Poliomyelitis existed before the onset of artificial electromagnetic waves but was rare and non-epidemic.  Poliomyelitis reacted immediately to the onset of wireless telegraphy and even to preliminary experimentations. It is particularly instructive to see that epidemic Poliomyelitis, which had been absent from Italy since the Calzecchi-Onesti experiments, re-appeared following Marconi’s experiments in 1895 and followed him to England in 1896, to make a come-back in Italy with Marconi’s temporary return in 1897, and appeared in Germany (where it had been absent since the end of Hertz’s experiments) in 1898 following Slaby who had been in England in 1897 to learn about Marconi’s devices and who then developed wireless telegraphy in Germany.

wire telegraphy
Epidemic Poliomyelitis, number of cases, Italy, Engrland and Germany, 1868-1904

In this period, poliomyelitis outbreaks were small. Importantly, they often occurred hundreds of km from the source of electromagnetic waves, so that the power of the electromagnetic wave was excessively low. Yet, they were in remarkably good synchronism with changes in exposure to electromagnetic waves.


Italy, England and Germany are of interest because they hosted the initial developments of wireless telegraphy, but the country which was by far most strongly affected by Poliomyelitis  is Sweden/Norway.  Outbreaks in Sweden/Norway were synchronized to local changes in wireless telephony and wire telegraphy. This synchronization was highly significant and cannot reasonably have been due to chance (this is discussed on a mathematical basis in the corresponding scientific paper). Note the difference in scale between the graphs.

Poliomyelitis Epidemics in Sweden-Norway, number of cases, 1868-1904


Sweden-Norway 2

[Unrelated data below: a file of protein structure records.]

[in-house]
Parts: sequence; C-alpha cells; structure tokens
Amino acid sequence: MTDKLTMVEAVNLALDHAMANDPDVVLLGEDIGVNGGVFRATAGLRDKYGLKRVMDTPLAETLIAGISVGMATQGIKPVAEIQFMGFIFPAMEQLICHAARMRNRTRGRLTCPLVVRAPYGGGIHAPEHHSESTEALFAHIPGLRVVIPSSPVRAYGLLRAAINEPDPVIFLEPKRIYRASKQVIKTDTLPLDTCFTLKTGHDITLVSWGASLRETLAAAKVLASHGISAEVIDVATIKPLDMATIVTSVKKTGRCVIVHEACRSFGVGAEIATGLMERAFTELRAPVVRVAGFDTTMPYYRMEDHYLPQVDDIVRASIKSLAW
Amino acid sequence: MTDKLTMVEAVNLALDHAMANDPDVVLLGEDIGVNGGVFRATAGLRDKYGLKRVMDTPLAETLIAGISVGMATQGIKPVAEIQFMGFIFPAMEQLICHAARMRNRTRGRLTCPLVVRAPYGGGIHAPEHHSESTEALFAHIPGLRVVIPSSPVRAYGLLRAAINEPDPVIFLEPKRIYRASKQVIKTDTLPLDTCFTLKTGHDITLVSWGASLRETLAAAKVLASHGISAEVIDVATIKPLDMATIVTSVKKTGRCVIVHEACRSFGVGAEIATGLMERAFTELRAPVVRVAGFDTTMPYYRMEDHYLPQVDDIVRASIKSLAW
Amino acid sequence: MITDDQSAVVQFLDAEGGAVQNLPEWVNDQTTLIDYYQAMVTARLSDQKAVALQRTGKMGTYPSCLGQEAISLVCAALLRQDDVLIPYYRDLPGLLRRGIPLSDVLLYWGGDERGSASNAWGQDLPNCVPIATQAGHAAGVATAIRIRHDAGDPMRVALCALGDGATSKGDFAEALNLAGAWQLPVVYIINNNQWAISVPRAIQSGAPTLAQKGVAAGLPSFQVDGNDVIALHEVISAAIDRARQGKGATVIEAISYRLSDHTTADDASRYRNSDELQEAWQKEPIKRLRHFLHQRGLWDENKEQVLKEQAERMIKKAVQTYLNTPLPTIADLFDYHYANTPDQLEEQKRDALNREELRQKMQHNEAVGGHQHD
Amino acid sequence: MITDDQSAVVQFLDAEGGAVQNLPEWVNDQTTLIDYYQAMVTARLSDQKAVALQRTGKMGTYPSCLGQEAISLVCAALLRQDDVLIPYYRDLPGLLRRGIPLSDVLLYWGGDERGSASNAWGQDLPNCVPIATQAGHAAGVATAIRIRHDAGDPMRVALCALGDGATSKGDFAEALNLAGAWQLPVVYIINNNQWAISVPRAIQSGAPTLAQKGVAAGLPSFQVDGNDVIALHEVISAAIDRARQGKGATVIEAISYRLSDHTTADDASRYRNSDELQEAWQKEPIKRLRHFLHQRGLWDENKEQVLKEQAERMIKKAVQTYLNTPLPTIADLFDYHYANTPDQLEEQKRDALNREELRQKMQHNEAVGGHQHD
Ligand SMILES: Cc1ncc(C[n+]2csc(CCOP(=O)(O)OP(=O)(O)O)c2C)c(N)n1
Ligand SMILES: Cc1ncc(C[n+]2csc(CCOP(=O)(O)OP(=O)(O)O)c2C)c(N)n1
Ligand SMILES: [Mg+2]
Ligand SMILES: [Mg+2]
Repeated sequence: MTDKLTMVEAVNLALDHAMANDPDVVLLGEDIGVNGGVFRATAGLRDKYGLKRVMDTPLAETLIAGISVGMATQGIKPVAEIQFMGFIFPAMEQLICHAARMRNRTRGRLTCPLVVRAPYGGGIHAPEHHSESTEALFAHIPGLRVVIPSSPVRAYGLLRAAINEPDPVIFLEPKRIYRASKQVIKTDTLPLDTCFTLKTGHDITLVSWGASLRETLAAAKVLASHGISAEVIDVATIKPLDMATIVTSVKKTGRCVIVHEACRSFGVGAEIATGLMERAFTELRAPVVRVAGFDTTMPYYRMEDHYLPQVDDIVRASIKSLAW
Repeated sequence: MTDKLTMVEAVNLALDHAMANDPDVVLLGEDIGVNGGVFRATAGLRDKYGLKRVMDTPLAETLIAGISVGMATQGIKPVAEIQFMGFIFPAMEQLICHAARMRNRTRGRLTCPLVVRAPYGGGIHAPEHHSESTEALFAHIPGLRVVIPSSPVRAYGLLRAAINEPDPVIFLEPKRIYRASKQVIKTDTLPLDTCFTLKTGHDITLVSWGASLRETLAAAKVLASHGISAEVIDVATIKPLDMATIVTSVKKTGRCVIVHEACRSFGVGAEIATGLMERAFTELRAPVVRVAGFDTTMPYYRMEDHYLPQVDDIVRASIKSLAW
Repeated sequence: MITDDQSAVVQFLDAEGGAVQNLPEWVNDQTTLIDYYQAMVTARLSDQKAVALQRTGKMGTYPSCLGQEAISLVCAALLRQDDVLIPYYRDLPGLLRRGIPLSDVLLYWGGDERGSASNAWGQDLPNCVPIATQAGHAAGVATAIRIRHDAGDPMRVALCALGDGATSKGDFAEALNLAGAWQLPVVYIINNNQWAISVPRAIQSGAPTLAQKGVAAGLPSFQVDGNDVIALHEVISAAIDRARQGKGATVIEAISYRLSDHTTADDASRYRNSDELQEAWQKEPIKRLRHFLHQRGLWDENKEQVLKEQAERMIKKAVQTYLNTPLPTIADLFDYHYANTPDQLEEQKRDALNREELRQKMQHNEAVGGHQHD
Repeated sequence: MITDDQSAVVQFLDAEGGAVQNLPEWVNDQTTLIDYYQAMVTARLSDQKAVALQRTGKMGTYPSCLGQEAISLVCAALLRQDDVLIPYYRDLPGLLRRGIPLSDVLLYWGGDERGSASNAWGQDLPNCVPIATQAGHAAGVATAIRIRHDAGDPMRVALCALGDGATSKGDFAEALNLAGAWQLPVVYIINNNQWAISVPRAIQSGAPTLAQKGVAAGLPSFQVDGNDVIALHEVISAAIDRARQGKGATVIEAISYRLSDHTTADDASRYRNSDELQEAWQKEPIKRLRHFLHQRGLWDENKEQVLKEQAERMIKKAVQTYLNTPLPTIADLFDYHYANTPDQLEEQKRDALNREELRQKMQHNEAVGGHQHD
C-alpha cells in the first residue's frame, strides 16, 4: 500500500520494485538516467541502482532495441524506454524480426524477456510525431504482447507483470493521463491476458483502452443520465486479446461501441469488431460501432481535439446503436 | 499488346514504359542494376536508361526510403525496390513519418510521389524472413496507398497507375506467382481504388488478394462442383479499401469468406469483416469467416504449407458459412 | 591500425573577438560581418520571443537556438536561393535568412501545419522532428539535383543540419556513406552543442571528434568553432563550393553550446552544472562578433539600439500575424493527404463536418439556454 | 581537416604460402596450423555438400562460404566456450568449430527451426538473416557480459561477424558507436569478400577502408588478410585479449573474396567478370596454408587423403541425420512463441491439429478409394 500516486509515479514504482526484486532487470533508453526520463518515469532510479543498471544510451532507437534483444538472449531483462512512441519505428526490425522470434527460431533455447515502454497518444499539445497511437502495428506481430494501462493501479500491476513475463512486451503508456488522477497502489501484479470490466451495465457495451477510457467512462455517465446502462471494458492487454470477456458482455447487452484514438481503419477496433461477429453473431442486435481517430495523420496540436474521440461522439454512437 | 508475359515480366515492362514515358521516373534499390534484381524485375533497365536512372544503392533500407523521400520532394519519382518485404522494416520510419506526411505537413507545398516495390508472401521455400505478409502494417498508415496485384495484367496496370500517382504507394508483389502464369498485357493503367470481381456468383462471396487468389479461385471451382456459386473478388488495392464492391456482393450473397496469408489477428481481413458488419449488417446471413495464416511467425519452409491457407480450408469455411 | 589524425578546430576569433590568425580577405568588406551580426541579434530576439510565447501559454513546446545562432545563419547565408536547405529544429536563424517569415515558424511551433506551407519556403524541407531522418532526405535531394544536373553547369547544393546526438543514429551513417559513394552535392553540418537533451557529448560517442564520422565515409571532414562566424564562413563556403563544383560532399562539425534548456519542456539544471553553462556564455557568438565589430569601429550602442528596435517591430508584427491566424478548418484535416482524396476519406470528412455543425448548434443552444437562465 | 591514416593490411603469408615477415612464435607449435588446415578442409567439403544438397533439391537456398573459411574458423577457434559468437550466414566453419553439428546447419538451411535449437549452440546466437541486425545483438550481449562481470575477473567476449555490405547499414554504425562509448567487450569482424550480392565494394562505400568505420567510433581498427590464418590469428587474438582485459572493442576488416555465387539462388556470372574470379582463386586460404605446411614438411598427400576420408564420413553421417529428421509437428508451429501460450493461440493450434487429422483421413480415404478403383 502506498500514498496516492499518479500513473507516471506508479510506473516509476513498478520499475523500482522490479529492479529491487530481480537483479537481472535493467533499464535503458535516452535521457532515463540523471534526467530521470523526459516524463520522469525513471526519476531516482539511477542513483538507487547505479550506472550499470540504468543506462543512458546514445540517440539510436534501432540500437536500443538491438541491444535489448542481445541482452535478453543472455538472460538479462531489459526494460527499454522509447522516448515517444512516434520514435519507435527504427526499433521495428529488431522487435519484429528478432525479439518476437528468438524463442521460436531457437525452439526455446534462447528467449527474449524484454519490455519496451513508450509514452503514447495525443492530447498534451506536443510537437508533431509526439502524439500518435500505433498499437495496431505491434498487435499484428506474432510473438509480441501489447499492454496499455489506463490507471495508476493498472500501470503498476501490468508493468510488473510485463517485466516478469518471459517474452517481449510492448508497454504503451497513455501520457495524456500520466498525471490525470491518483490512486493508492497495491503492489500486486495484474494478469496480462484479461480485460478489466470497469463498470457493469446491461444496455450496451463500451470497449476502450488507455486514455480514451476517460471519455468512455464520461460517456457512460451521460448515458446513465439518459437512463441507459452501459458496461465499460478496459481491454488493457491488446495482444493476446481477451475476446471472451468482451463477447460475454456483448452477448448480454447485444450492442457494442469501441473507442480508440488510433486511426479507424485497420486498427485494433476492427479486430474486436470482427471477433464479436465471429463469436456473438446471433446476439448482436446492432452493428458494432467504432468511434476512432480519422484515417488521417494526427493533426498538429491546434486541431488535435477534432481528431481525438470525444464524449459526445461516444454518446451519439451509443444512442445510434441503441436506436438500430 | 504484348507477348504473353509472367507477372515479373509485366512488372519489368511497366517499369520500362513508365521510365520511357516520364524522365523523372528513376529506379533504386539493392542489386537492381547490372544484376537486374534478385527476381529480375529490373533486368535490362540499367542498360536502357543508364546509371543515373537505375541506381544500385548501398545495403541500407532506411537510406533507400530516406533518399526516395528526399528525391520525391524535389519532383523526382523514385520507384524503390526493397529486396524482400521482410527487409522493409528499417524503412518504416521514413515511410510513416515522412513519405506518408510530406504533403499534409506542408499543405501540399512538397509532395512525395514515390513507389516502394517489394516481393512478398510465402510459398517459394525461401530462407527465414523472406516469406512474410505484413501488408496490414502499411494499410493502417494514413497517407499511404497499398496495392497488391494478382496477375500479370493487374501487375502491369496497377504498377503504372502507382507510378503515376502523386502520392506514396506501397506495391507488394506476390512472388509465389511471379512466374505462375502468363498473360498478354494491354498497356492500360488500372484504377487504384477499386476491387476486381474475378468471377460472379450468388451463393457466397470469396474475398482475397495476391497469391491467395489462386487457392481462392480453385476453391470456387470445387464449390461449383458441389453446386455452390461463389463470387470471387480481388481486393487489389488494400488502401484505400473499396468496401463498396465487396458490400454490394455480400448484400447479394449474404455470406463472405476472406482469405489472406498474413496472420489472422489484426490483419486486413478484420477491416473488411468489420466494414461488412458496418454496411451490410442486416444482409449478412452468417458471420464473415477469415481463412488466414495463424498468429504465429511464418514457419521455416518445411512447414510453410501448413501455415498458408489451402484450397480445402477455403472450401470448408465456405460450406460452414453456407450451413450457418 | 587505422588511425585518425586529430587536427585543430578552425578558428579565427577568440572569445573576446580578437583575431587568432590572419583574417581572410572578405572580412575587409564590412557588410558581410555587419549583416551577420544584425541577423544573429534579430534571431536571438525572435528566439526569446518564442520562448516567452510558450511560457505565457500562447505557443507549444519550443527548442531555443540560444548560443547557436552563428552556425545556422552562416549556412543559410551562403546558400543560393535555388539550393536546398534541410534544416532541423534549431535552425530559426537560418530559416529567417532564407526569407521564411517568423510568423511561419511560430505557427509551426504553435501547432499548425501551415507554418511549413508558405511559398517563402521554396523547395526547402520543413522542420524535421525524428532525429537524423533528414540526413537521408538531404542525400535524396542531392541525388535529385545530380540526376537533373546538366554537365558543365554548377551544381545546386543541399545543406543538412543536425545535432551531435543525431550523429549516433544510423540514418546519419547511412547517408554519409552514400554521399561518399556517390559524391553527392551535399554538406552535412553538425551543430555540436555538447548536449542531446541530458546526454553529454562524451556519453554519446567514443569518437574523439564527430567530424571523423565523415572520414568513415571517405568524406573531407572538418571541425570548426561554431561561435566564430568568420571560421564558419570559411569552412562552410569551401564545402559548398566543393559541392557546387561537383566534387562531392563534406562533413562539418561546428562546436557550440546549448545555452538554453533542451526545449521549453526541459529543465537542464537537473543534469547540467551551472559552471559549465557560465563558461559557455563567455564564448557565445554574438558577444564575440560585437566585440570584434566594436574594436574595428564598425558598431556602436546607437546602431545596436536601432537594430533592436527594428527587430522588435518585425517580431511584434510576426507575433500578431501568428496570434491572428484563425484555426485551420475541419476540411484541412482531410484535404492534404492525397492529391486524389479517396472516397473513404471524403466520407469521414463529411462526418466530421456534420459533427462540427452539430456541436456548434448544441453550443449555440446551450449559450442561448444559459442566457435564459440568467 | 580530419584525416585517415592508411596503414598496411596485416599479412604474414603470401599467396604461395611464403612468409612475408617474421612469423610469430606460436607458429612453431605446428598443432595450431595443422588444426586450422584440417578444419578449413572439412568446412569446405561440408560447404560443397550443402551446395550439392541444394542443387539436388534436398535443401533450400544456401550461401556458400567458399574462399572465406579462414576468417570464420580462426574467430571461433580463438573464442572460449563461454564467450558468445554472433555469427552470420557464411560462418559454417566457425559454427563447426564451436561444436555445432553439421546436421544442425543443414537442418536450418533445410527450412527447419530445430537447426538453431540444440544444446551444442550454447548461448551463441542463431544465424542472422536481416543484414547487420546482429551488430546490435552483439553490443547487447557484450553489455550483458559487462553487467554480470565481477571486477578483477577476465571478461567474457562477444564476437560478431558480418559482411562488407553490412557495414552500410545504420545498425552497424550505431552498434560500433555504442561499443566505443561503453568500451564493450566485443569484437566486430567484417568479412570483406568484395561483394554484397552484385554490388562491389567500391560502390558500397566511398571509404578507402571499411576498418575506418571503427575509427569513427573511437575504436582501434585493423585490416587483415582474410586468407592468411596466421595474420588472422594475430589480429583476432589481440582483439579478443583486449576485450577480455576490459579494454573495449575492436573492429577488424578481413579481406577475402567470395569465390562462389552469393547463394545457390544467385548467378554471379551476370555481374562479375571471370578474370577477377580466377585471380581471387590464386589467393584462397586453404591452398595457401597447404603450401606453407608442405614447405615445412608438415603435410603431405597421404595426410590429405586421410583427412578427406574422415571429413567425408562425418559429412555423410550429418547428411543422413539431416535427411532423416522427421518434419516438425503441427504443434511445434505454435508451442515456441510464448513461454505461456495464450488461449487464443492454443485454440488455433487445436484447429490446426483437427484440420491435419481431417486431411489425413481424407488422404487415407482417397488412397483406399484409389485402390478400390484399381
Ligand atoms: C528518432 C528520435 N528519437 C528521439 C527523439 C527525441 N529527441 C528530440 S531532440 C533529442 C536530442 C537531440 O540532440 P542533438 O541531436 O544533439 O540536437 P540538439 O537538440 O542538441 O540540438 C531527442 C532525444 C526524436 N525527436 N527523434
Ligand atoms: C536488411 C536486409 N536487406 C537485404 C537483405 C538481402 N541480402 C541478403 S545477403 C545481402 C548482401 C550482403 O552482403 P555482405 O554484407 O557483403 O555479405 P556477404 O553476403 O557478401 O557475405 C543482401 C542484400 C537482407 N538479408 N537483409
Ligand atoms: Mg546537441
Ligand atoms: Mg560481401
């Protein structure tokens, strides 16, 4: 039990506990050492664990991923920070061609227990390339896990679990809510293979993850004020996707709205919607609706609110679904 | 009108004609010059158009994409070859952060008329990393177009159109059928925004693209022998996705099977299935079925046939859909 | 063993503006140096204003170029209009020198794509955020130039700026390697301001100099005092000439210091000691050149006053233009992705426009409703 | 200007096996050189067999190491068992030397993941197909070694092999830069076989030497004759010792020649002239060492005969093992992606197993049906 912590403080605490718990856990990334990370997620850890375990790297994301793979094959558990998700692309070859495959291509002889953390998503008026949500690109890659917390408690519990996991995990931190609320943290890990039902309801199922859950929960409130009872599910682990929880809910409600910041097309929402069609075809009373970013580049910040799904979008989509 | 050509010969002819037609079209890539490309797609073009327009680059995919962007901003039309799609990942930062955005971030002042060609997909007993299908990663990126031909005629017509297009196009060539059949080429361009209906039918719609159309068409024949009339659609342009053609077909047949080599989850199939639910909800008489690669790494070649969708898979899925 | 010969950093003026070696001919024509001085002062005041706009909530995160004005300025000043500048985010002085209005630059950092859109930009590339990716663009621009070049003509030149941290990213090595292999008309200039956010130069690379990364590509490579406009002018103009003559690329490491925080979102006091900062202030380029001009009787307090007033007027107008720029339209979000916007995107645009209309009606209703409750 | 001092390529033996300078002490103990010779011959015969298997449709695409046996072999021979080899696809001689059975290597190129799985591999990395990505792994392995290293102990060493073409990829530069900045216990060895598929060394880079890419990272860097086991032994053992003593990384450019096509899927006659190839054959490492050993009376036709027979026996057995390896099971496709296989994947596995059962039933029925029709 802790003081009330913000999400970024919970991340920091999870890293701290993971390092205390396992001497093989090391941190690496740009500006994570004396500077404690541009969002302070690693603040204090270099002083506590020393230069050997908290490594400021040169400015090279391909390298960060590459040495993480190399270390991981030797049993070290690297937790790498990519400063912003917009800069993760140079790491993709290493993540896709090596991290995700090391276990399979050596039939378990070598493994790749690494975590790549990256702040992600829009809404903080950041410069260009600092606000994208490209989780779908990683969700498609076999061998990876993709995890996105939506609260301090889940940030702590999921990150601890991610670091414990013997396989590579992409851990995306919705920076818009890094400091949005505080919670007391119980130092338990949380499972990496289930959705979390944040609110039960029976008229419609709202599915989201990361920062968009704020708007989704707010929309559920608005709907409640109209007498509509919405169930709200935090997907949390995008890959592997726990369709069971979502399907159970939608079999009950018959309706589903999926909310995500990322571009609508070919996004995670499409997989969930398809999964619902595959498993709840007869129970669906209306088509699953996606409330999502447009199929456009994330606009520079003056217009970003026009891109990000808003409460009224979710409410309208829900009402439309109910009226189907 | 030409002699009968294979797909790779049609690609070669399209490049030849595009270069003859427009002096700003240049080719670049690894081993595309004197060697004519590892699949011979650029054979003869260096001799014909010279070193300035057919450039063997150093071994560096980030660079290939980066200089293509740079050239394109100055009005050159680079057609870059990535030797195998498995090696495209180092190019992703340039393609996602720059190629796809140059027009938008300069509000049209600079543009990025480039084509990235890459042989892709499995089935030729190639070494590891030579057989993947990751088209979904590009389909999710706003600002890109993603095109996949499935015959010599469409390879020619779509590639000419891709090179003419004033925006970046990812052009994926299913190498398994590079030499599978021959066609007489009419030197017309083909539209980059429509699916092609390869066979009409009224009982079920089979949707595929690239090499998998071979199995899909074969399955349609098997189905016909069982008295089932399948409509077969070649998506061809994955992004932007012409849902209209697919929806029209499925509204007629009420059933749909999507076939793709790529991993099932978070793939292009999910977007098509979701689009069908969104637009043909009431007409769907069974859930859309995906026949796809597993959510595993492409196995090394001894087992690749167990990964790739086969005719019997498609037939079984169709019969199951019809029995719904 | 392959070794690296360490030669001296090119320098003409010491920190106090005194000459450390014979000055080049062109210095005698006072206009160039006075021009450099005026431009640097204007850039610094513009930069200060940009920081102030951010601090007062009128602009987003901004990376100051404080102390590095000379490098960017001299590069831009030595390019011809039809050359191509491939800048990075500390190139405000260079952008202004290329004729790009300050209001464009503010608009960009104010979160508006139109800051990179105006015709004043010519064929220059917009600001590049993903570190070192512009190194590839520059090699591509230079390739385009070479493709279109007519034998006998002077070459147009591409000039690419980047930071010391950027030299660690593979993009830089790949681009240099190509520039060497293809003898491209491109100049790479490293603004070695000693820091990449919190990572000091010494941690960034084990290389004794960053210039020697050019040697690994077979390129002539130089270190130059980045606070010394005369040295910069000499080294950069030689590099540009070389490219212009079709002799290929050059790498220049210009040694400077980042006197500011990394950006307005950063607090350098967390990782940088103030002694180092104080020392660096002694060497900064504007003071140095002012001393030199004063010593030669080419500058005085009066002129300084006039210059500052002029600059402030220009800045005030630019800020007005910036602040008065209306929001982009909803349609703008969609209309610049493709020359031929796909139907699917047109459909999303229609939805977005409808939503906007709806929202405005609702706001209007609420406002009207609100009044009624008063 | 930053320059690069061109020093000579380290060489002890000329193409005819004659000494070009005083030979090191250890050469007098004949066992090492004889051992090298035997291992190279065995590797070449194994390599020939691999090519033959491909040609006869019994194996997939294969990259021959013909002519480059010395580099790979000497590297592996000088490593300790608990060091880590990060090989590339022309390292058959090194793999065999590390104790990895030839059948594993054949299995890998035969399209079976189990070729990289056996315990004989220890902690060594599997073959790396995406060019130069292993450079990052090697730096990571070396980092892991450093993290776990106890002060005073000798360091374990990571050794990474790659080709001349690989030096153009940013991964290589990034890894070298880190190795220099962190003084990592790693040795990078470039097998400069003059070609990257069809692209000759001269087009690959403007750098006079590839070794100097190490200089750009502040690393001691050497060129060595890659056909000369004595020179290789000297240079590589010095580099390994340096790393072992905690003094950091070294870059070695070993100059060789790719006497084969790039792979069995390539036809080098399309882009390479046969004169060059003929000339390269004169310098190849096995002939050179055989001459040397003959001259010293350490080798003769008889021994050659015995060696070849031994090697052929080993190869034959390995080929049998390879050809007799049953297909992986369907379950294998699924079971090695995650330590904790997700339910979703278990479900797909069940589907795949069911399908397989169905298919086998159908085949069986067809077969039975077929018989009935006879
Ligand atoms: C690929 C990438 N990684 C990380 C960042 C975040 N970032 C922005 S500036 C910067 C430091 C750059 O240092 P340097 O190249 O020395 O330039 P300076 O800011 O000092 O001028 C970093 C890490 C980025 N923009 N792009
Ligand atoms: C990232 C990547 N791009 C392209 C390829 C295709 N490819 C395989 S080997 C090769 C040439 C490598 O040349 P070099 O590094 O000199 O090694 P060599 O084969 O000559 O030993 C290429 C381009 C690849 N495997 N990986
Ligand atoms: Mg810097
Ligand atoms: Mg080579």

Poliomyelitis epidemics, Sweden-Norway, number of cases, 1902-1911

Merely on the basis of these coincidences, it is almost certain that outbreaks of epidemic Poliomyelitis were triggered by changes in Wireless Telegraphy and most likely wire telephony.

The transition from these significant but temporary epidemics to a yearly epidemic took place in the United States in 1907 following the introduction of wireless voice transmissions, which have different signal characteristics (including a higher bandwidth required to maximize impact on the immune system) as compared to wireless telegraphy.

Interestingly, exposure to electromagnetic waves did not only cause immediate outbreaks of epidemic Poliomyelitis: it also caused the diversification of Poliovirus. Experimental and historical evidence shows that in 1875 the only Poliovirus was PV3, which then diversified into the two other known Polioviruses PV2 and PV1 and into Cocksackieviruses CVA20 and CVA21 (and probably most if not all group C enteroviruses).

In short:

– Poliomyelitis (i.e. Poliovirus and the immune reaction against Poliovirus)  had a pre-existing sensitivity to electromagnetic waves, including at very low power.

– Further,  exposure to electromagnetic waves caused Poliovirus to diversify into other viruses with better capacities to survive in the modified environment.


To understand full details, you may download the following paper:

paper full

Did Wired and Wireless Telegraphy and Telephony cause the emergence of epidemic Poliomyelitis ?


Absent a scientific consensus – the issue being dealt with only on this web site – the reader is invited to make up his mind on the basis or the arguments presented herein. This should be made easier by the fact that with respect to the existence of a link between Poliomyelitis and radio-frequency exposure, the argument relies essentially on a straightforwward analysis of coincidences.

The physicist reader will surely notice that the observations concerning Poliomyelitis raise fundamental issues and bring about much factual informations connected to the physics of the observed phenomenon. This is an incitation to further improve our understanding of the underlying physics.  It is also a warning against an oversimplification which could lead us to ignore fundamental aspects of exposure to electromagnetic fields.